• A21D13/00Finished or partly finished bakery products
    • A21D13/30Filled, to be filled or stuffed products
    • A21D13/34Filled, to be filled or stuffed products the filling forming a barrier against migration
    • BPERFORMING OPERATIONS; TRANSPORTING
    • B65CONVEYING; PACKING; STORING; HANDLING THIN OR FILAMENTARY MATERIAL
    • B65DCONTAINERS FOR STORAGE OR TRANSPORT OF ARTICLES OR MATERIALS, e.g. BAGS, BARRELS, BOTTLES, BOXES, CANS, CARTONS, CRATES, DRUMS, JARS, TANKS, HOPPERS, FORWARDING CONTAINERS; ACCESSORIES, CLOSURES, OR FITTINGS THEREFOR; PACKAGING ELEMENTS; PACKAGES
    • B65D2581/00Containers, packaging elements, or packages, for contents presenting particular transport or storage problems, or adapted to be used for non-packaging purposes after removal of contents
    • B65D2581/34Containers, packaging elements, or packages, for contents presenting particular transport or storage problems, or adapted to be used for non-packaging purposes after removal of contents for packaging foodstuffs or other articles intended to be cooked or heated within
    • B65D2581/3401Cooking or heating method specially adapted to the contents of the package
    • B65D2581/3402Cooking or heating method specially adapted to the contents of the package characterised by the type of product to be heated or cooked
    • B65D2581/3405Cooking bakery products
    • BPERFORMING OPERATIONS; TRANSPORTING
    • B65CONVEYING; PACKING; STORING; HANDLING THIN OR FILAMENTARY MATERIAL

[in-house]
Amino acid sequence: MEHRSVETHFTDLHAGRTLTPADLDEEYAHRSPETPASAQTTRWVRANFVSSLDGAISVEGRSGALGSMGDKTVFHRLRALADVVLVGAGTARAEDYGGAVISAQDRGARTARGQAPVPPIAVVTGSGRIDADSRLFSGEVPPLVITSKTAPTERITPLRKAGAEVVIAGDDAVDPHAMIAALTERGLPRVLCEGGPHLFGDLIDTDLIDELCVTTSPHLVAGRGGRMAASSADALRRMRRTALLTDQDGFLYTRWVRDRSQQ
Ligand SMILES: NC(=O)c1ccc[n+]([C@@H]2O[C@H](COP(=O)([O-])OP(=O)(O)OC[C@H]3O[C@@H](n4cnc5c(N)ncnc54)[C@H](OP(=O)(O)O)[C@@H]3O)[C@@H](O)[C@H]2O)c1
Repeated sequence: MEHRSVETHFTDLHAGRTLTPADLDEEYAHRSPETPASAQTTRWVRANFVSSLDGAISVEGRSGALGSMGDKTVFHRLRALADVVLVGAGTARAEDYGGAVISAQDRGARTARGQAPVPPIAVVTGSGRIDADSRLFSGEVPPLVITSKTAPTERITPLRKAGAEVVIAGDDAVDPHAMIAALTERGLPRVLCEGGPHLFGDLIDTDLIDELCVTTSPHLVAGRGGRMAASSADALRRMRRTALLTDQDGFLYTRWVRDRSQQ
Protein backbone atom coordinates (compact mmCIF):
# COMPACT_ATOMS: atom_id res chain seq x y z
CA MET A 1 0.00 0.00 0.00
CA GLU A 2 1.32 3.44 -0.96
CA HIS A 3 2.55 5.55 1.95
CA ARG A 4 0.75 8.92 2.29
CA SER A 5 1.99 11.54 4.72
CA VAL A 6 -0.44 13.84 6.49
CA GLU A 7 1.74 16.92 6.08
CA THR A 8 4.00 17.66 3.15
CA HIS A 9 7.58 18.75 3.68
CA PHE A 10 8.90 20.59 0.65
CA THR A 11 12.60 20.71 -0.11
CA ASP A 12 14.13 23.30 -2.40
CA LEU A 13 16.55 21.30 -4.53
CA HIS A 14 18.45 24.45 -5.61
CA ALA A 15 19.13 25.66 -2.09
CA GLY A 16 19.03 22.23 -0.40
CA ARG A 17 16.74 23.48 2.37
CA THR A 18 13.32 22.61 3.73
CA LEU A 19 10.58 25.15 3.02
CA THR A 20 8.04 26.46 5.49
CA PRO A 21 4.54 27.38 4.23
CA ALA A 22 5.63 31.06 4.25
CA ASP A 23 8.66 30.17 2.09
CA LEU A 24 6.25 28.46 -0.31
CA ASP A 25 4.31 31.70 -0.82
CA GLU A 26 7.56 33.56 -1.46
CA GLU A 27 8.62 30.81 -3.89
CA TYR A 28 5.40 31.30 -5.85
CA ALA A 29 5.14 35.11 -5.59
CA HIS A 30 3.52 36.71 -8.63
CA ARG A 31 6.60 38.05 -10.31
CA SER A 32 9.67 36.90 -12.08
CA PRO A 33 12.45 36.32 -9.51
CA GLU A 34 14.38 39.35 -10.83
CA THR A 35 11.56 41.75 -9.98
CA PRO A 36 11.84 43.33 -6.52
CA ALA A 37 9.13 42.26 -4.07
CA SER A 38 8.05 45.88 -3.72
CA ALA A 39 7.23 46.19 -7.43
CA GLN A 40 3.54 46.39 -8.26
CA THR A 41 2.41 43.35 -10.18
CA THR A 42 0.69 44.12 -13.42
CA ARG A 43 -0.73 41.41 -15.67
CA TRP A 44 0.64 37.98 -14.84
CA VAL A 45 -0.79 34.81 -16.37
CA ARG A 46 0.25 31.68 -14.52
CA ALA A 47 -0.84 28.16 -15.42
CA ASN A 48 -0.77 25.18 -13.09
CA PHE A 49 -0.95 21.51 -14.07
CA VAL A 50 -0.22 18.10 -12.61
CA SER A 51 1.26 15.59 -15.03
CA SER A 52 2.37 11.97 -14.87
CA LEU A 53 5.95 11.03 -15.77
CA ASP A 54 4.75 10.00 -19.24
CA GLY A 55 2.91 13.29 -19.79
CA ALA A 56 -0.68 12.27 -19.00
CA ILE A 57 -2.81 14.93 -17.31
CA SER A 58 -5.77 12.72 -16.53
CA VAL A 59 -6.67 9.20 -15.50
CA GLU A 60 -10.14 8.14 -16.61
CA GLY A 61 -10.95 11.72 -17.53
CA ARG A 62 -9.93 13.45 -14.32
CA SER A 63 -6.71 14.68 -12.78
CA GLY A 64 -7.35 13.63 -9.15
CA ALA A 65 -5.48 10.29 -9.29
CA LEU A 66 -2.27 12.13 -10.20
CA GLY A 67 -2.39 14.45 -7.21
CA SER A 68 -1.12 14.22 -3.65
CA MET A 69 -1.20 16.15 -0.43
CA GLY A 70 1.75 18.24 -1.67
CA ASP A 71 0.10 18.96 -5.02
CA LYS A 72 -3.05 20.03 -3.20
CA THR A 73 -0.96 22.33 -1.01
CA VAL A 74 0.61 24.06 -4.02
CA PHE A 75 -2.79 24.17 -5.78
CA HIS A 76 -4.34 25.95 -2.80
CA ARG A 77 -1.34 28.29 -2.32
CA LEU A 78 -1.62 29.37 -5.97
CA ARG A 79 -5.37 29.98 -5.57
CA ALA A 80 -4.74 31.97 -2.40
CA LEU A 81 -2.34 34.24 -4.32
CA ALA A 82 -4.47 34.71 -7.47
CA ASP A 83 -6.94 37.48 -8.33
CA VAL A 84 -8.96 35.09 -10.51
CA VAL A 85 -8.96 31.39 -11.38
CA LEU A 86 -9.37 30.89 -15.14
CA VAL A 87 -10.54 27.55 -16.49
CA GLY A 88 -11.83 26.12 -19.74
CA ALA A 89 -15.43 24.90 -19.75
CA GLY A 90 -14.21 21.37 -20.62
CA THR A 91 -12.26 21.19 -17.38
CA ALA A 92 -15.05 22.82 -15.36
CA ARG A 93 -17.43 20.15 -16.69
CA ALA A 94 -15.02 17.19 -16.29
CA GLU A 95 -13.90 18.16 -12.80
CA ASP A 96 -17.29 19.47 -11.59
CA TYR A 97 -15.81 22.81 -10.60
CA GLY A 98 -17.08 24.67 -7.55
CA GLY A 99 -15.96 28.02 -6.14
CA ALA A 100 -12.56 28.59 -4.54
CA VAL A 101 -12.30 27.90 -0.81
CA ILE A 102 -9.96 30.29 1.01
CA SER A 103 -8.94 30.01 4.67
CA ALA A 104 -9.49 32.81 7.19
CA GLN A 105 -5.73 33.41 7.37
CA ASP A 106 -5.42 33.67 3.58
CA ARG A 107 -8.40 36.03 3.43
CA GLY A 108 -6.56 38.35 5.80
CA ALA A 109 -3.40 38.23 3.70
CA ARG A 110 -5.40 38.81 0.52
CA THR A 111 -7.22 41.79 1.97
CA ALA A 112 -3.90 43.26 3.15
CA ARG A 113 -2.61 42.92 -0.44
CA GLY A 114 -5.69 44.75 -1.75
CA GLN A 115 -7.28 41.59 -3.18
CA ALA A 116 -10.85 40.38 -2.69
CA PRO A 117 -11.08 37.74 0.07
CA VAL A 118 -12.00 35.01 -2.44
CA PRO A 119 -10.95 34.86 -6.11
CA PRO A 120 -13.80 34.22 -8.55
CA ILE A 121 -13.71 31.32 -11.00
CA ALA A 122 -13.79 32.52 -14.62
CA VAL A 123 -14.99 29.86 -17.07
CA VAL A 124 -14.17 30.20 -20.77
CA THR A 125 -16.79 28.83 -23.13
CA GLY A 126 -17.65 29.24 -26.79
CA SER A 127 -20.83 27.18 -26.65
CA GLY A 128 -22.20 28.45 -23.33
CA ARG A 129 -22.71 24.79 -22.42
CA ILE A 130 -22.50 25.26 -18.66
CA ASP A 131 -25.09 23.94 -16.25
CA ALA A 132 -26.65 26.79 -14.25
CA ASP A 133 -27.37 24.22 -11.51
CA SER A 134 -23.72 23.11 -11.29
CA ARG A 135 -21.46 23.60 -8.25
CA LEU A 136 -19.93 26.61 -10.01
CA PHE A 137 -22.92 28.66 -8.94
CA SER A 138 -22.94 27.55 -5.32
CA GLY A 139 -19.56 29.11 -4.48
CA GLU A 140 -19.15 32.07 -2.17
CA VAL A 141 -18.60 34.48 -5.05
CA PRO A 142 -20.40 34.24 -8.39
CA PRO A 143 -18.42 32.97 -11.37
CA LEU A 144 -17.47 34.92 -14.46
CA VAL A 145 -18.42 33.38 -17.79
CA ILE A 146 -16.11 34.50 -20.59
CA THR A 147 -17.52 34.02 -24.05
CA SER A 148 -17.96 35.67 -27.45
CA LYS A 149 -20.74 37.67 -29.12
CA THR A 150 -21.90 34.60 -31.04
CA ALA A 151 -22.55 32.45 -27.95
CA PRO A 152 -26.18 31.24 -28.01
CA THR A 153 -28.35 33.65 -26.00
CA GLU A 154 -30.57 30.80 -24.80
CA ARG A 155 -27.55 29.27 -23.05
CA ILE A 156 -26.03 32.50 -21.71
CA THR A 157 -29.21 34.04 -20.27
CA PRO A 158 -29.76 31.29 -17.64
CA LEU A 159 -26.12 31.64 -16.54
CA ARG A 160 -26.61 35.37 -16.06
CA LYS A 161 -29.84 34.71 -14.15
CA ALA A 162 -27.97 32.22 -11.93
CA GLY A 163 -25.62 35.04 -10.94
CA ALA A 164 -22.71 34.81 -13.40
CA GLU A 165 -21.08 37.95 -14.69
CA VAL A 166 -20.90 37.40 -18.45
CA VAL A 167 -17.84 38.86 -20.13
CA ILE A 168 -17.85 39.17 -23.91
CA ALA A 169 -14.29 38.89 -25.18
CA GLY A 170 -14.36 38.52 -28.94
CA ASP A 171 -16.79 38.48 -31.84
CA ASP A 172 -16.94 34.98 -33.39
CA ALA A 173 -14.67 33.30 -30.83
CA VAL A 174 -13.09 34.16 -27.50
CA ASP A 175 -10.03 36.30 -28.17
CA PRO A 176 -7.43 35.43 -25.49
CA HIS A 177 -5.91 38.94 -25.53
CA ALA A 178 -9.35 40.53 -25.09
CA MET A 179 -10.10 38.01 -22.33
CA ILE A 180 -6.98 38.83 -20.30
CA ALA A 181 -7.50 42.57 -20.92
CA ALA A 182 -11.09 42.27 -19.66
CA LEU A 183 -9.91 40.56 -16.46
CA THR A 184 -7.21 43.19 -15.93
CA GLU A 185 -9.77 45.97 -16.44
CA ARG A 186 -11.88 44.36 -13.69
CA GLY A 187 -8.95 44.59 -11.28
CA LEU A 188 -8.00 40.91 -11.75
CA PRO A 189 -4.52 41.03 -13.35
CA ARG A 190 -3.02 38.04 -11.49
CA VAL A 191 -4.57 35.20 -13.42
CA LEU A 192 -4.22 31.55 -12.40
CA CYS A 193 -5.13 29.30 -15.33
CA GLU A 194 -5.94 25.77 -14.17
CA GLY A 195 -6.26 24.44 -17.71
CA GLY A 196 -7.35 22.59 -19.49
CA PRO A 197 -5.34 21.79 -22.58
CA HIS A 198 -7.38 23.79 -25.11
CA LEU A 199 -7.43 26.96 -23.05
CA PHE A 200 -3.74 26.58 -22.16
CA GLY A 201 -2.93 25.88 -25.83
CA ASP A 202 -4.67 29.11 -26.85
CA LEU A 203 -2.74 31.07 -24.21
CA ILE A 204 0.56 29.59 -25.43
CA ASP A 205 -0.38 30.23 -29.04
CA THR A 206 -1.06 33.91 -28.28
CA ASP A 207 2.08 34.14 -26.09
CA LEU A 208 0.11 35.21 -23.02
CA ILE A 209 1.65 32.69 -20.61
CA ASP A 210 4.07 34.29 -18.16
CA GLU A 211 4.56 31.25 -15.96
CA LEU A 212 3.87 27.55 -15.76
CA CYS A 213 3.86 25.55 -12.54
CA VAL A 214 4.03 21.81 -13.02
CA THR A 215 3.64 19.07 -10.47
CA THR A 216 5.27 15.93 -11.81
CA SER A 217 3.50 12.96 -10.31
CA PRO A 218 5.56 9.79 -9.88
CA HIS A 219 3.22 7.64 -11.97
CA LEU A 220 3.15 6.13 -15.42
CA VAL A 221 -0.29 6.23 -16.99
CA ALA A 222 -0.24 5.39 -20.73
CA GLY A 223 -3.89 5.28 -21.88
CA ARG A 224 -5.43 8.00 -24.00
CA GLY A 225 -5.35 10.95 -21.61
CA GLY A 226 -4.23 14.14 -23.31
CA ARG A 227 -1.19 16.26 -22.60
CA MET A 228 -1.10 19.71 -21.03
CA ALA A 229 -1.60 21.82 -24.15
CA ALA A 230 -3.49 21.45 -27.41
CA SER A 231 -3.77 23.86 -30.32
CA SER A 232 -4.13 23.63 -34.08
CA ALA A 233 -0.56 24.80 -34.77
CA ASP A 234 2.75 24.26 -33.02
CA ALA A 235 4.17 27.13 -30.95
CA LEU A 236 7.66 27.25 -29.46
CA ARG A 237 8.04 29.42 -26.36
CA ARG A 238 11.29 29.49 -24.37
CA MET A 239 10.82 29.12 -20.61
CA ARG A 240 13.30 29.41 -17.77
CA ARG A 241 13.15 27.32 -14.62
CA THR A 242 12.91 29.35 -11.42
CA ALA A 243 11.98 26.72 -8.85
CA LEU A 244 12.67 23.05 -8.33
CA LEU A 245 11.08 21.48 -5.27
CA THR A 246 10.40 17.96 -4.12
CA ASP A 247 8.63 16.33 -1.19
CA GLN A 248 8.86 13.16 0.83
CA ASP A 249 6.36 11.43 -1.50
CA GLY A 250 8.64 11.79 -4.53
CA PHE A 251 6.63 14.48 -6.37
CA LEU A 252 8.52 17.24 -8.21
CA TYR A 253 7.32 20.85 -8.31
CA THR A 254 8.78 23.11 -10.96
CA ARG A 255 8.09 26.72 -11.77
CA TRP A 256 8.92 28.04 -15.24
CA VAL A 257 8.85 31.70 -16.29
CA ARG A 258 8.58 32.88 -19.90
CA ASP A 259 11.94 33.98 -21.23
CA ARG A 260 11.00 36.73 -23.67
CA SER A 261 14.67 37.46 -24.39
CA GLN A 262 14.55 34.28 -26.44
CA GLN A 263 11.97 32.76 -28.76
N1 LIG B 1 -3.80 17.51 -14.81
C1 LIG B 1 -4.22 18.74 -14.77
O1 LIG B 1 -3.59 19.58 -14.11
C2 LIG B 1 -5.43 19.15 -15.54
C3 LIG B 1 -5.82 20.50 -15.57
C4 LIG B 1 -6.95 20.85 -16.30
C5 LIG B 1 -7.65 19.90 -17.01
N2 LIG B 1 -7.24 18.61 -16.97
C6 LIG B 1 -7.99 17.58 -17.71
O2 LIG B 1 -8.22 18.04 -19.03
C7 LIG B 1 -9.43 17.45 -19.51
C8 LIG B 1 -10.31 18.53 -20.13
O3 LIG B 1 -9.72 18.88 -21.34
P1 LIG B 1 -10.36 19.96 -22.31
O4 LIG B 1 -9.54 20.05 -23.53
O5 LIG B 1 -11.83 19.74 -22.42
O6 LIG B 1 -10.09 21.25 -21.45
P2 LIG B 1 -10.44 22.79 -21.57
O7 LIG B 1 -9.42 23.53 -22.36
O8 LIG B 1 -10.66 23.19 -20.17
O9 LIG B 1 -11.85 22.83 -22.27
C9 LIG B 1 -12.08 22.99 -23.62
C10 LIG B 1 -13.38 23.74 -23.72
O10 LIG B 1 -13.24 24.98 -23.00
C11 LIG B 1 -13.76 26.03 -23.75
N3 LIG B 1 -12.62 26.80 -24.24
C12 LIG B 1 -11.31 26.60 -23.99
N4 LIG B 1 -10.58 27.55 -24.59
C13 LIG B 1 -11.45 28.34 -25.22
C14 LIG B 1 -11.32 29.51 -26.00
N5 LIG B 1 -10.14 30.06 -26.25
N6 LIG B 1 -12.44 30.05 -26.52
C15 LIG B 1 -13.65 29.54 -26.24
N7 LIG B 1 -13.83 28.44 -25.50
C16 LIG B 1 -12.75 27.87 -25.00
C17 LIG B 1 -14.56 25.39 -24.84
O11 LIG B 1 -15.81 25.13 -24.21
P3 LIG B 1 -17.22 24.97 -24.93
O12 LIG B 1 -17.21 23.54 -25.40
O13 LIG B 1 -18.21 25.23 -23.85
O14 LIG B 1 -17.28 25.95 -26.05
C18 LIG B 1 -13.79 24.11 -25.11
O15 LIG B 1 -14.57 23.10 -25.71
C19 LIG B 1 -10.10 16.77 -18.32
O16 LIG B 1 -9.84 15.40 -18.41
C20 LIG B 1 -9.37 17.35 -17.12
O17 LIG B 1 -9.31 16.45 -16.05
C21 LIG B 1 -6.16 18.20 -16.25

• B65DCONTAINERS FOR STORAGE OR TRANSPORT OF ARTICLES OR MATERIALS, e.g. BAGS, BARRELS, BOTTLES, BOXES, CANS, CARTONS, CRATES, DRUMS, JARS, TANKS, HOPPERS, FORWARDING CONTAINERS; ACCESSORIES, CLOSURES, OR FITTINGS THEREFOR; PACKAGING ELEMENTS; PACKAGES
    • B65D2581/00Containers, packaging elements, or packages, for contents presenting particular transport or storage problems, or adapted to be used for non-packaging purposes after removal of contents
    • B65D2581/34Containers, packaging elements, or packages, for contents presenting particular transport or storage problems, or adapted to be used for non-packaging purposes after removal of contents for packaging foodstuffs or other articles intended to be cooked or heated within
    • B65D2581/3401Cooking or heating method specially adapted to the contents of the package
    • B65D2581/3429Packages containing a secondary product to be cooked and discharged over the primary product
    • B65D2581/3432Packages containing a secondary product to be cooked and discharged over the primary product the secondary product, e.g. flavouring sauce, being enclosed in a second package

Description

FOOD PRODUCT 2281187
Field of the Invention
The present invention relates to microwavable food products having two components of different water contents and water activities. The invention also relates to a methods for making the food product.